Figure 1: OehlerFigure 1: Oehler's classification of dens invaginatus (Coronal types)

Figure 1: Oehler

 


Type I: The invagination is minimal and enamel-lined, it is confined within the crown of the tooth and does not extend beyond the level of the external amelo-cemental junction.
Type II: The invagination is enamel-lined and extends into the pulp chamber but remains within the root canal with no communication with the periodontal ligament .
Type IIIA: The invagination extends through the root and communicates laterally with the periodontal ligament space through a pseudo-foramen. There is usually no communication with the pulp, which lies compressed within the root.
Type IIIB: The invagination extends through the root and communicates with the periodontal ligament at the apical foramen. There is usually no communication with the pulp.
In Type III lesions, any infection within the invagination can lead to an inflammatory response within the periodontal tissues giving rise to a ‘peri-invagination periodontitis’.
The limitations associated with the use of conventional radiography in the classification and management of dens invaginatus may be overcome in the future with the increasing availability of computerized 3D imaging22,23. Currently, such clinical techniques do not provide images of sufficient quality to fully evaluate the morphology of an invagination in situ although for extracted teeth sufficient detail can be obtained.

Prevalence and Distribution
The reported prevalence of adult teeth affected with dens invaginatus is between 0.3% and 10% with the problem observed in 0.25% to 26.1% of individuals examined (Table 1). The wide variation in reported prevalence may be explained by the different cohorts studied, identification criteria used and diagnostic difficulties However, more recent studies24,25 have utilized a recognized classification system.

Table 1: Prevalence Studies On Dens InvaginatusTable 1: Prevalence Studies On Dens Invaginatus

Table 1: Prevalence Studies On Dens Invaginatus


The permanent maxillary lateral incisor appears to be the most frequently affected tooth26 with posterior teeth less likely to be affected27,28. This is supported by Hamasha & Al-Omari29 (2004). A number of case reports have identified dens invaginatus in mandibular teeth30-34.There is also some evidence that the problem may be symmetrical7,14,24. However, conflicting opinions exist with Swanson & McCarthy35 (1947) . There have also been case reports of dens invaginatus occurring in the primary dentition36-39.
However, all the documented case reports are of males which, if a true reflection, contrasts to the permanent dentition where females appear to be more at risk40 or there is no gender difference reported24. The dental literature on dens invaginatus malformations contains several case reports presenting invaginated teeth coincident with other dental anomalies, malformations and even dental or medical syndromes.26 (Table 1).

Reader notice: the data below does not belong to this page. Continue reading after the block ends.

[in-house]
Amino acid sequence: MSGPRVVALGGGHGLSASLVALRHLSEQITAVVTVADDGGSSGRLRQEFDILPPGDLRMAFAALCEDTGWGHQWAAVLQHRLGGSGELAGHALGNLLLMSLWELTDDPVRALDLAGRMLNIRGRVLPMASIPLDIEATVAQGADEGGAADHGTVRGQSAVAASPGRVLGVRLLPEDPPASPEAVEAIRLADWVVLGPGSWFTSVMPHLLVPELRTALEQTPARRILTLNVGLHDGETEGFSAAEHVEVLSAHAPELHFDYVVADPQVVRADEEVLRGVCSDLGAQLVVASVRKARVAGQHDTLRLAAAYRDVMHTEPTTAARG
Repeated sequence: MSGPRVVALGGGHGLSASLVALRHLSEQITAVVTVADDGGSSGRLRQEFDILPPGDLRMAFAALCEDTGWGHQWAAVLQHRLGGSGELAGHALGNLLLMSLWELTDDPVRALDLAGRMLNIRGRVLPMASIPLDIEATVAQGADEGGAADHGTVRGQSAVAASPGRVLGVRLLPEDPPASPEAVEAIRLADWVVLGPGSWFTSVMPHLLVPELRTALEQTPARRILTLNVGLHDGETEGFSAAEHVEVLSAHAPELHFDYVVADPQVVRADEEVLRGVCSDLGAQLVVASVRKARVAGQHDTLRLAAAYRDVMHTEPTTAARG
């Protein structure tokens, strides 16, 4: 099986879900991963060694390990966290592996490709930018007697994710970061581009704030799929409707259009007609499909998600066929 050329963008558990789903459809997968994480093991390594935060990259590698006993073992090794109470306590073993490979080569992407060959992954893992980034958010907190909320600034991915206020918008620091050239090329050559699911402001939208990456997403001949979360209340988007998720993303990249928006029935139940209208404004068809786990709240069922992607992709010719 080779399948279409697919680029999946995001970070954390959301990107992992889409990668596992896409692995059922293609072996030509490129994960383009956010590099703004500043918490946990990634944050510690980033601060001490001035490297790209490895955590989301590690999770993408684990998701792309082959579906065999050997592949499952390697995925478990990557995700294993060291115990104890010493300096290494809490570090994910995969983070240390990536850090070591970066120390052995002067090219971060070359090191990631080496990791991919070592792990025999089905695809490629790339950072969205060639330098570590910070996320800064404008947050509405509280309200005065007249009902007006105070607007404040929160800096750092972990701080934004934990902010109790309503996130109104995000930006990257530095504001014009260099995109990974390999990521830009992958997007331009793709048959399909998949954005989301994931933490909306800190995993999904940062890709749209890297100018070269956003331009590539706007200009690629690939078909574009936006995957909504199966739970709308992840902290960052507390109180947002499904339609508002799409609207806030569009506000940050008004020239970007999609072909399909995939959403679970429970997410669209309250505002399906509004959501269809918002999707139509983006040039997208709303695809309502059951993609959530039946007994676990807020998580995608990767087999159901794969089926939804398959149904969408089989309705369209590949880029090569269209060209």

Nature of Invagination
The invagination may be associated with changes in the morphology of the root canal itself. One study that examined an extracted root filled invaginated tooth observed that the root canal was irregular in cross-section, with wave-like constrictions and dilatations56. There have also been reports of multiple root canals being present in association with the invagination57-59. Investigations into the histological, microscopically and radiographical nature of dens invaginatus have provided conflicting results. In some studies, the invaginated surface has been described as being uniform and regular with no communication with the pulp60-63. In contrast, others have described interruptions in the invaginated surface which could potentially act as a portal for irritants to the pulp 3,5,9,61,63,64. Beynon 65 reported hypomineralized enamel at the base of the invagination where as Morfis 66 in a chemical analysis, detected up to eight times more phosphate and calcium compared with the outer enamel, but in his analysis magnesium was missing completely. Bloch -Zupan et al67 found differences in structure and composition between the external and internal enamel. The internal enamel exhibited a typical and more complex rod shapes and its surface presented the typical honey comb pattern but no perikymata which however was observed on the outer surface of tooth.The structure of the dentine surrounding the invagination has also been reported as being irregular with connective tissue inclusions and communications towards the pulp7,60,62,65.
The variation in findings of the nature of the invagination can possibly be explained by the different techniques used in each study, namely, histological62 chemical analyses66, SEM67,68 and microradiographic65 and micro X-ray diffraction60 techniques employed.

Diagnosis of Dens Invaginatus